Rain is never assured no matter how dark and promising the sky (we almost never use the word “threatening”, not out loud anyway, afraid as we are of offending the powers that bring us this life), and though it may come down hard in a real chubasco later today or tonight, that is not assured and the pastures are irrigated anyway. If the promise of those clouds does hold true, waterings after this will be decreased proportionate to the amount of rain that falls by the end of the rain wetting. Kingbirds, mostly Westerns, are having their mad fun on all the barbed wire fences, and Rough-winged Swallows in a flock are low over the pasture. Under the swallows I push through the waist-deep Barnyard Grass, out to a nozzle that’s jammed itself stationary on one of the tall grass inflorescences. The whole pasture is a waving sea of these pale seed heads caught in the sun, just below this glowing blanket is an under-wave of bright green leaves, themselves glittering with the morning rain that has passed. We don’t have to have a Monet on our walls, because we live in one.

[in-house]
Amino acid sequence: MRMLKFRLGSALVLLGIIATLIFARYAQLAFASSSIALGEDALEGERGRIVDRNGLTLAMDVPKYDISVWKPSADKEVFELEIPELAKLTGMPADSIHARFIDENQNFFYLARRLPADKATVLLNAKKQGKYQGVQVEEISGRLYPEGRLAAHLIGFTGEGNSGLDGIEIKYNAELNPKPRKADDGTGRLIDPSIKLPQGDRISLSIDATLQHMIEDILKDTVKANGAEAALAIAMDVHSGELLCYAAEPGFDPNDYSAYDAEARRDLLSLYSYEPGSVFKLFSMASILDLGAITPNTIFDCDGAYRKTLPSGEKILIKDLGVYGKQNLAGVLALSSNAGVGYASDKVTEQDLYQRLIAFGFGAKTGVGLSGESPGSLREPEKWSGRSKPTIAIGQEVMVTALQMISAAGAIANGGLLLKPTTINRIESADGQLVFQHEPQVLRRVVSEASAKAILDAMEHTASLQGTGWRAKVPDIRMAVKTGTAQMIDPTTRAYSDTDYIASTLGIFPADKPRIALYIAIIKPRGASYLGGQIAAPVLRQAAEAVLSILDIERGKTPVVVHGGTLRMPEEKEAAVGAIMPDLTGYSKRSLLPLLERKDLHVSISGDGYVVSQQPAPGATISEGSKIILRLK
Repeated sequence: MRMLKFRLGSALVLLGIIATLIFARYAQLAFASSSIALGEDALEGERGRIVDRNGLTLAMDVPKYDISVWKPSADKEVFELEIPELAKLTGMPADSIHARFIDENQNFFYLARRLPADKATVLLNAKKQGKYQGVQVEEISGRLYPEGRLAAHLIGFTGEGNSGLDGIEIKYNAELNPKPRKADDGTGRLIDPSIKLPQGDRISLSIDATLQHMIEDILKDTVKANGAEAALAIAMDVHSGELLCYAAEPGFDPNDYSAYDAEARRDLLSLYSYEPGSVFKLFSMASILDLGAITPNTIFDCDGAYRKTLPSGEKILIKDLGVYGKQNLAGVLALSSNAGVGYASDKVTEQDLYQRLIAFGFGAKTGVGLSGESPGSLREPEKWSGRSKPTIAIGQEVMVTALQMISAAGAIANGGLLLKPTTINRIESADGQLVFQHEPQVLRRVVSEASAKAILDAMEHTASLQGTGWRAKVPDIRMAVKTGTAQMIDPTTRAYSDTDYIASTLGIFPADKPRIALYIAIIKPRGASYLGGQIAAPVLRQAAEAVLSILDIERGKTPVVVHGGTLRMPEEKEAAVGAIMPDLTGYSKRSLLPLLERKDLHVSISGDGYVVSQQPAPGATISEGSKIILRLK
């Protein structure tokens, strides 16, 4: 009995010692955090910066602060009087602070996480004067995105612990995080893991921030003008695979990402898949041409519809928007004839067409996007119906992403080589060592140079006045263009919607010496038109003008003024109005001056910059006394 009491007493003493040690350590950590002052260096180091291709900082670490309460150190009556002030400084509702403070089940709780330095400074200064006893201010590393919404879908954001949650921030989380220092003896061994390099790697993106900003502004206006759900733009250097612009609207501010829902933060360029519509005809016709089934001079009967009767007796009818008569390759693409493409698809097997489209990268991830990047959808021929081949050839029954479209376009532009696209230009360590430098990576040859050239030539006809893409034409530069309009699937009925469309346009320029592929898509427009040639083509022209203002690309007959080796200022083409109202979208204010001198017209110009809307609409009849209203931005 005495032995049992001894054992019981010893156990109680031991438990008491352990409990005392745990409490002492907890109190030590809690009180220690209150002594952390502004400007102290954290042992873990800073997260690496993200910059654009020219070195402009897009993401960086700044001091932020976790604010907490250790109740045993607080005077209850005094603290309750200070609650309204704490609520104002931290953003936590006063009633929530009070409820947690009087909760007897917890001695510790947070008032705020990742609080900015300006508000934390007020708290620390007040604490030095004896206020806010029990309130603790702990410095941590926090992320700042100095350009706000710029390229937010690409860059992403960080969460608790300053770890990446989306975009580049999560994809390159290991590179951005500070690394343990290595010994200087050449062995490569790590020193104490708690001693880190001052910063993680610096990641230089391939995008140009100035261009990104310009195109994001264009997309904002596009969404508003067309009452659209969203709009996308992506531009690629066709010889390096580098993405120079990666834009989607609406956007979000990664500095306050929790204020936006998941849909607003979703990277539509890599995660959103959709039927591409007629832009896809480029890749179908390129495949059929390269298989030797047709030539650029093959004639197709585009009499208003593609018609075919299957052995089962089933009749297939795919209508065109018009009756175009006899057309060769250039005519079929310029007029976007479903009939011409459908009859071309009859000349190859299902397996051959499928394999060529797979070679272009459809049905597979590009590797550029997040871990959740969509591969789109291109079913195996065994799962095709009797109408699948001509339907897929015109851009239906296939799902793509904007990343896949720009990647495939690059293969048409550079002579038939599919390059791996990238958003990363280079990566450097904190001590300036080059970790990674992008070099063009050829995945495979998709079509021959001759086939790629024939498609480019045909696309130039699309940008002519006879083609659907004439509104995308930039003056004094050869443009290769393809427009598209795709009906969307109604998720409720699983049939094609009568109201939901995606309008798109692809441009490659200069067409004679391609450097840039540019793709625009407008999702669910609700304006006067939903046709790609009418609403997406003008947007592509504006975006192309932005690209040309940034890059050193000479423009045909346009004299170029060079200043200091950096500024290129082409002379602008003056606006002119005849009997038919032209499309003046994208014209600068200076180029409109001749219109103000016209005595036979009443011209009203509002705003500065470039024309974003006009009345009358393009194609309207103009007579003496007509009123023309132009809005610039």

I read the sky later, know I must flee if I am not to risk being swept away by a flash flood coming down an arroyo that crosses the gravel road, or just as irritatingly, having to watch a flood’s lapping edges for hours as the calculation is made that it is safe enough to enter and cross and then get home. In the next twenty four hours another wild storm leaves us with almost another inch of moisture. Our offerings must have been found acceptable.

July 1, 2013